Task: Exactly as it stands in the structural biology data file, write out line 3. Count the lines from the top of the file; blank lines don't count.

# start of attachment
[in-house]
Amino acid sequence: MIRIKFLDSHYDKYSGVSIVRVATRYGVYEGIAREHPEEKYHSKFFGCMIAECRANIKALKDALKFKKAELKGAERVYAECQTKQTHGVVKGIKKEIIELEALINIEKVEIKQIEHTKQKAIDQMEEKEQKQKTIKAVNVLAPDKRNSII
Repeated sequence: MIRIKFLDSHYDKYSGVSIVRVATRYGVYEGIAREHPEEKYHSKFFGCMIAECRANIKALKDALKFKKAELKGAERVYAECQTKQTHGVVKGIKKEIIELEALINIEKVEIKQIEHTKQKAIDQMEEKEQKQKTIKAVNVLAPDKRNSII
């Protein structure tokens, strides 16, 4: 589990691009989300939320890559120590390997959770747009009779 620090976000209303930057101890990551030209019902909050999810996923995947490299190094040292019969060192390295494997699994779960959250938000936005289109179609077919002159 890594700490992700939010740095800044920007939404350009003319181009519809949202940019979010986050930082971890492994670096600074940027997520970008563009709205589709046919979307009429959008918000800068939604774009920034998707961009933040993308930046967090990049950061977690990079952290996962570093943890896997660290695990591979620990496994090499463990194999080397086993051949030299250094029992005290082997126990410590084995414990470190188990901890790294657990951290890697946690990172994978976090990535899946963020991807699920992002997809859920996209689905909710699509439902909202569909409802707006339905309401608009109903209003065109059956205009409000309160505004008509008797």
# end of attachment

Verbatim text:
Repeated sequence: MIRIKFLDSHYDKYSGVSIVRVATRYGVYEGIAREHPEEKYHSKFFGCMIAECRANIKALKDALKFKKAELKGAERVYAECQTKQTHGVVKGIKKEIIELEALINIEKVEIKQIEHTKQKAIDQMEEKEQKQKTIKAVNVLAPDKRNSII